I and the Father are one.
This statement in John 10:30 is also often used to argue that Jesus is God. However, Jesus prayed as follows for His disciples:
“Keep them in Your name … that they may be one even as We are” (John 17:11).
“The glory which You have given Me
I have given to them,
that they may be one, just as We are one”
Just as the disciples must be “one,” but not literally one person, the Father and the Son are “one,” but not literally one Person. The Trinitarian response would be that the Father and the Son are one Being or substance, but the point remains that John 10:30 cannot be used to prove literal oneness.
Rather, as indicated by Jesus’ prayer, for beings to be “one” means that they are “in” one another:
“That they may all be one;
even as You, Father, are in Me and I in You,
that they also may be in Us” (John 17:21).
“That they may be one, just as We are one;
I in them and You in Me,
that they may be perfected in unity” (John 17:22-23).
The expressions “one” and “in,” therefore, are synonymous and should not be taken literally. Rather, it means to be “perfected in unity” (John 17:23).
He who has seen Me
has seen the Father.
In John 14:9, Jesus said, “He who has seen Me has seen the Father.” This is also sometimes used to argue that Jesus is God. However, the next verse, which we already discussed above, continues:
“Do you not believe that I am in the Father, and the Father is in Me?
The words that I say to you I do not speak on My own initiative,
but the Father abiding in Me does His works.”
The point is that, when we see Jesus, we see the Father because Jesus only says and does what the Father gives Him to say and do. It does not mean that they are literally one. A verse that is very similar to John 14:9 is John 12:45:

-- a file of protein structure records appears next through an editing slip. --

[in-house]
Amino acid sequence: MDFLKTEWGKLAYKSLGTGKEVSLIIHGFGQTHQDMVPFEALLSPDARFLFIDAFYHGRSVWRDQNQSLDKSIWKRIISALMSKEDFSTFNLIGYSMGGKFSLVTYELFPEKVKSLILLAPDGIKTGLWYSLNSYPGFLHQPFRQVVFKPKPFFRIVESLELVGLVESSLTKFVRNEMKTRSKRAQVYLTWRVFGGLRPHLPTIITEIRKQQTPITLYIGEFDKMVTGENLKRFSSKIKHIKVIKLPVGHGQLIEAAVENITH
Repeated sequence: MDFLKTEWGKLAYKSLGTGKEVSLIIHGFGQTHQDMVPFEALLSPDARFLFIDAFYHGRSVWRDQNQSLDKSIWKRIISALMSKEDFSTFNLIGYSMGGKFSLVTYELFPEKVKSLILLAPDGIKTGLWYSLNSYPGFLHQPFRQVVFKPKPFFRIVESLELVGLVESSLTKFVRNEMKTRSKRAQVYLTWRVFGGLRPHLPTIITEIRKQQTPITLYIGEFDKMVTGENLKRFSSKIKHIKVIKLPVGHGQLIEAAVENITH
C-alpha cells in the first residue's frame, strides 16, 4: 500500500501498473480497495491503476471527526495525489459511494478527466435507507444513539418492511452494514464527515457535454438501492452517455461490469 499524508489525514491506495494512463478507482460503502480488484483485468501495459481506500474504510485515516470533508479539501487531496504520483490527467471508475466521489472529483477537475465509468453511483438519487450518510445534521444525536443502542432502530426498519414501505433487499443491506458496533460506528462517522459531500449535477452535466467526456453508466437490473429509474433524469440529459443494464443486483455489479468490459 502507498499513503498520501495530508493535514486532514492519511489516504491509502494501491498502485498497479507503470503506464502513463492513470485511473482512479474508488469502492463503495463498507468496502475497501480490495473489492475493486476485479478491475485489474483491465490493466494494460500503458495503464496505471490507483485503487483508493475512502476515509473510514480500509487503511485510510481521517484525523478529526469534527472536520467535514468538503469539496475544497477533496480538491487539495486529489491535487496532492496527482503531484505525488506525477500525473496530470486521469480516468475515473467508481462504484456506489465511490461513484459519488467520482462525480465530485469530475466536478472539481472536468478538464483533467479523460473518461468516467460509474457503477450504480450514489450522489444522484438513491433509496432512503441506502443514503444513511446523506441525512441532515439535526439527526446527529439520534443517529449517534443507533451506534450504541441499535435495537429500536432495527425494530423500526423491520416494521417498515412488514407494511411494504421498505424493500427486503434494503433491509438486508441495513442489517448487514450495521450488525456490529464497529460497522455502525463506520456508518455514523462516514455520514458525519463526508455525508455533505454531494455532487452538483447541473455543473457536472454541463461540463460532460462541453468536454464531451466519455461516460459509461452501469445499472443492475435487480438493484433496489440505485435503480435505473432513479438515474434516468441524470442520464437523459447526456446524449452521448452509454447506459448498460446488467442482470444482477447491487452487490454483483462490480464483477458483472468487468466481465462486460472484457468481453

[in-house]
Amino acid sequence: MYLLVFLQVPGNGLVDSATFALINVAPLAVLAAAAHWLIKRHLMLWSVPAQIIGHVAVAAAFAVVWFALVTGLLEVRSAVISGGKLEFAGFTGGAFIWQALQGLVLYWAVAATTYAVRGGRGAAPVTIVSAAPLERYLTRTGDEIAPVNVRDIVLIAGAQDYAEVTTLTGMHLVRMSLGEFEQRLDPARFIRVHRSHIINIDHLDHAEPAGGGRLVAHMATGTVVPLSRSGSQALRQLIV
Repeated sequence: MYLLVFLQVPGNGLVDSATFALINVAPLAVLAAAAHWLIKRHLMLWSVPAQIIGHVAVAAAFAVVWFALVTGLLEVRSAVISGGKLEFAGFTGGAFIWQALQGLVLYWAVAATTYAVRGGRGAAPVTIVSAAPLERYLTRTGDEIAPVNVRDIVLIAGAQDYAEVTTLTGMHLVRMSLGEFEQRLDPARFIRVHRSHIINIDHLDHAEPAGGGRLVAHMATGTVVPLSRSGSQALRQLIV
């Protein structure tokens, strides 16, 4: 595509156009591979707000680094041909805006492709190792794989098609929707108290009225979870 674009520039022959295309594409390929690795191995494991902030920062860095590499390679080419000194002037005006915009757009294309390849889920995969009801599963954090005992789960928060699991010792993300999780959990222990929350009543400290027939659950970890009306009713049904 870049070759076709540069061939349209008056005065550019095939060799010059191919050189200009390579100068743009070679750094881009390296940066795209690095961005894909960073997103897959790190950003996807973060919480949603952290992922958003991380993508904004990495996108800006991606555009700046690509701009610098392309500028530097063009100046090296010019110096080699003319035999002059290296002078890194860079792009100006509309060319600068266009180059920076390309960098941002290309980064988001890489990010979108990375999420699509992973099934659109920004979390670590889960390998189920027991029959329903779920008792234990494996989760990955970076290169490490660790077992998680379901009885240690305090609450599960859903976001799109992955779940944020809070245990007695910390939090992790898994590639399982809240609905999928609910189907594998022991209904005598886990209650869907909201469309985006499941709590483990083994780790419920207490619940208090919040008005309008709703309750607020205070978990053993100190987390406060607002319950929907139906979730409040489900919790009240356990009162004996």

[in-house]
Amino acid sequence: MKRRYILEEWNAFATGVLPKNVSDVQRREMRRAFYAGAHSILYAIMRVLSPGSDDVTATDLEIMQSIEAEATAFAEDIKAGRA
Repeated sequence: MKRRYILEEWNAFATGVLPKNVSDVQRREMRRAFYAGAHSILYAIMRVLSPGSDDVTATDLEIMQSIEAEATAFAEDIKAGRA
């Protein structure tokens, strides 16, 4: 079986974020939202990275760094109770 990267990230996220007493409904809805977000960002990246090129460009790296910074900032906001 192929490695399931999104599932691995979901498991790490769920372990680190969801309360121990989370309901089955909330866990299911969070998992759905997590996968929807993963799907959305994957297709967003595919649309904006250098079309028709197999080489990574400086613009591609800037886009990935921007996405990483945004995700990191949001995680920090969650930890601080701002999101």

“He who sees Me
sees the One who sent Me.“
This verse maintains the distinction between the Father and the Son because the Father sent the Son.
- The Father is in Me, and I in the Father,
- I and the Father are one, and
- He who has seen Me has seen the Father
have the same meaning, namely to be perfected in unity. None of them should be used to support the teaching that Jesus is God.
Available Articles – Christology
Specific Bible Books
Specific Bible Passages
The origin of the Son
Christ is subordinate to God.
Christ is equal to God.
Jesus is called God.
- Overview – Overview of the verses that refer to Jesus as theos.
- Theos – The meaning of theos – the word translated “God.”
- John 1:18 – The original text of this verse is in dispute.
- John 20:28 – Did Thomas say that Jesus is God?
- John’s gospel – Discussion of theos in this gospel.
- Romans 9:5 – The translation depends on punctuation.
- Hebrews 1:8 – The next verse says that God is His theos.
The translation of John 1:1
If you are interested in Christology, I recommend Dale Tuggy’s podcasts, even though he understands Christ vastly different from me.
Other Articles Series
Other Key Articles
For general discussions of theology, I recommend Graham Maxwell, who you will find on the Pineknoll website.